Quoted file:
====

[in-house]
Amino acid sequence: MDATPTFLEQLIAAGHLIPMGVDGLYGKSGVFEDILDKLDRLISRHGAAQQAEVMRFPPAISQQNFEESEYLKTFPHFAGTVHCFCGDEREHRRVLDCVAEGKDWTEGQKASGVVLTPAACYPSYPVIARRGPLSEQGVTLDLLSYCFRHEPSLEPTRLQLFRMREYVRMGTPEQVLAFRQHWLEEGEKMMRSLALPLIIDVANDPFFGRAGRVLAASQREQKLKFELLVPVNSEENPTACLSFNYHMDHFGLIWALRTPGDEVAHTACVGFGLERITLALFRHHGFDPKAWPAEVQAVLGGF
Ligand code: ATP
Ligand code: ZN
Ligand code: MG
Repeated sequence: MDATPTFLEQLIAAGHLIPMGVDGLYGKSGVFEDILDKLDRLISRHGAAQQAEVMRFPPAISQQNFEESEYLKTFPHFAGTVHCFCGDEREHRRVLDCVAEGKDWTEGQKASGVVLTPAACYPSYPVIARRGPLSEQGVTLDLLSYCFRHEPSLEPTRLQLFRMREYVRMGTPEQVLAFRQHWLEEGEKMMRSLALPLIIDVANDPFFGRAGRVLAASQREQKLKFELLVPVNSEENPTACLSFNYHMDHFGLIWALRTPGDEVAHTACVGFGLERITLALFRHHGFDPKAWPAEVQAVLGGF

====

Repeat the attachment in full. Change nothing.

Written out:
[in-house]
Amino acid sequence: MDATPTFLEQLIAAGHLIPMGVDGLYGKSGVFEDILDKLDRLISRHGAAQQAEVMRFPPAISQQNFEESEYLKTFPHFAGTVHCFCGDEREHRRVLDCVAEGKDWTEGQKASGVVLTPAACYPSYPVIARRGPLSEQGVTLDLLSYCFRHEPSLEPTRLQLFRMREYVRMGTPEQVLAFRQHWLEEGEKMMRSLALPLIIDVANDPFFGRAGRVLAASQREQKLKFELLVPVNSEENPTACLSFNYHMDHFGLIWALRTPGDEVAHTACVGFGLERITLALFRHHGFDPKAWPAEVQAVLGGF
Ligand code: ATP
Ligand code: ZN
Ligand code: MG
Repeated sequence: MDATPTFLEQLIAAGHLIPMGVDGLYGKSGVFEDILDKLDRLISRHGAAQQAEVMRFPPAISQQNFEESEYLKTFPHFAGTVHCFCGDEREHRRVLDCVAEGKDWTEGQKASGVVLTPAACYPSYPVIARRGPLSEQGVTLDLLSYCFRHEPSLEPTRLQLFRMREYVRMGTPEQVLAFRQHWLEEGEKMMRSLALPLIIDVANDPFFGRAGRVLAASQREQKLKFELLVPVNSEENPTACLSFNYHMDHFGLIWALRTPGDEVAHTACVGFGLERITLALFRHHGFDPKAWPAEVQAVLGGF